a Native American wishes to quarry for the stone themselves
they can get a free permit at the National Monument in town,
as long as they have tribal identification. The permit will
give them access to the same quarry for a year. It is advisable
to have a minimum of 2 weeks available to enable them to
get to the vein. The correct hand tools are also needed.
are the Sioux?
The Nation that we know from John
Wayne movies who were called the Sioux prefer today to be
called Lakota, Nakota and Dakota. These are the 3 language
dialects used by these people. Nowdays we don't say Sioux
as the word is a derogatory statement meaning enemy, whereas
Dakota (etc.) means friend or ally. The Dakota are in the
eastern plains of South Dakota and North Dakota and Minnesota,
the Lakota are in the central and western plains, and the
Nakota are between the two.
heard some Native American people in Pipestone refer to
themselves as Sisseton/Wahpeton, what exactly does that
You may hear a Dakota person refer
to themselves as Dakota, (Nation. Which could be compared
with the U.S.) Santee, (Tribe within Nation, which could
be compared to a state within the U.S.) or one or more of
the following; Sisseton, Wahpeton, Wahpekute, or Mdewakanton,
(the four bands within that Tribe, compares to a town within
the state.) So, for instance, a Sisseton person would be
a member of the Dakota Nation, (American) also a Santee
(Minnesotan, etc.) yet also a Sisseton, (Pipestonian, etc.).
heard that the turtle stands for fertility. is this true?
Yes, a Turtle does represent 'fertility'
but there is more to the story! When a Native American child
was born the Grandmother would make an amulet in the shape
of a turtle. She would form it with great care and bead
it ornately, inside this amulet would go the child's umbilical
cord, in fulfilling this ritual the child would be sure
of a long life. That's not all, it would also enable the
cord, which gave sustenance to the child from it's biological
mother to join the child with the new life giving force,
the Mother Earth, which to the Native American people is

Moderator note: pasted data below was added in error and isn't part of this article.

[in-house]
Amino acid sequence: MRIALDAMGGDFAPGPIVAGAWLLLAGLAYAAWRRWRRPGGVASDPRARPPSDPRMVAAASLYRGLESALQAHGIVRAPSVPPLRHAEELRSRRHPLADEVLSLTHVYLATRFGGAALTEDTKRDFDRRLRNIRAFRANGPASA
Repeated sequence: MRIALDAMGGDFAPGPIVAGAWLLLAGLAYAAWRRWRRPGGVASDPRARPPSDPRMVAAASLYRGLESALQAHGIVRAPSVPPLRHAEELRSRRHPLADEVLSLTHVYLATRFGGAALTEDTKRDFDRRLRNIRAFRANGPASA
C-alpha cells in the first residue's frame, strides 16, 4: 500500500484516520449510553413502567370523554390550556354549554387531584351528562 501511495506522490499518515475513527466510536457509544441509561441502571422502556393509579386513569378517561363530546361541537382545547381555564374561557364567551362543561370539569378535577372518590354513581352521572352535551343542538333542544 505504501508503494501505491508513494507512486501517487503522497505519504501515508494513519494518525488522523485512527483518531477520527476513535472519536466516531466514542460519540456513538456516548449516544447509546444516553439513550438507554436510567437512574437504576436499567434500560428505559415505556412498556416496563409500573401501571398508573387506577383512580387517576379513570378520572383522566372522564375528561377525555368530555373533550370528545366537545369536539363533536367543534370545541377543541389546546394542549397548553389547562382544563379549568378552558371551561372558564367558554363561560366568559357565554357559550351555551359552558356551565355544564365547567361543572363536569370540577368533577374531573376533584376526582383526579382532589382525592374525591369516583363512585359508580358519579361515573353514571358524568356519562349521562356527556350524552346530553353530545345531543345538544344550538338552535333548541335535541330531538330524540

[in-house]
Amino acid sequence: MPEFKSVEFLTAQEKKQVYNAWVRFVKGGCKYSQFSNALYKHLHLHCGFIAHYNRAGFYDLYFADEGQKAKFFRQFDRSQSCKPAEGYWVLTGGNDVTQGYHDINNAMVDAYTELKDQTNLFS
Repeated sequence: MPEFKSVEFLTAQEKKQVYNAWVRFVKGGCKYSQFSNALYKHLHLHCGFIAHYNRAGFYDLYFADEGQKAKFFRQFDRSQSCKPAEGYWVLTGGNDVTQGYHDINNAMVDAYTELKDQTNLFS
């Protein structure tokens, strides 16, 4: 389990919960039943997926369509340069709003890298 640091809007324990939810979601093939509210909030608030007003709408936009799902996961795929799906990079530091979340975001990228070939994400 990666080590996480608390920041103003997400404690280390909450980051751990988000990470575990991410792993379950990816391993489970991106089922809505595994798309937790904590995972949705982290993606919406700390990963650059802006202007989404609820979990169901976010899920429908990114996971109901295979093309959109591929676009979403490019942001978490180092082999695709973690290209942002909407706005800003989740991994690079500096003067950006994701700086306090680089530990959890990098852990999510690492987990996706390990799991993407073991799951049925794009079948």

known as Turtle Island. This amulet would be the start of
the child's Medicine bag and would stay with them for the
rest of their life. This could be the reason why the Native
American people were so close to the Earth and cared for
it so well. Turtle also stands for protection. She retreats
into her sturdy shell at any sign of danger, and only emerges
when it is safe. When we respect her power she will offer
us that same shelter.
seen colored cloths at Native American gatherings, do they
have a meaning?
Yes, the colors have meanings,
Native Peoples have different systems of what the colors
mean. We use the system known to many Lakota/Dakota people
which is as follows:
= NORTH. A resting point on the wheel of life. Winter. Under
the snow new life is forming, when the snow melts a new
= EAST. Childhood on the wheel. Spring. Education, enlightenment.
= SOUTH. Growth, nurturing the stage of life when you
care for your young or your crops. Summer, warmth.
= WEST. Night, elder stage of life. Power from the Thunder-beings
which bring the rain. Wisdom.
BLUE = SKY. All that is above
us in the Universe and beyond.
= EARTH. The Mother Earth, the planet which gives everything
a place to live and grow. This makes all of us on this planet
relations, no matter who or what we are. Native Americans
end their prayers with the words 'MITAKUYE OYASIN' which
means 'We are all related'. It is a very powerful thought.
WE ARE ALL RELATED.
are the tiny tied colored things that I have seen hanging
on trees, and in the rocks at the Monument?
You may see small colored pouches
hanging in various places when you are walking around the
Pipestone National Monument or at Native American ceremonials.
These are material filled with tobacco and are called either
tobacco or PRAYER TIES. Each pouch represents a prayer offered
by the maker of the ties. Please don't touch them or move
them from their resting place, they will have been put there
for a spiritual reason.
by: Chuck Derby & Gloria Hazell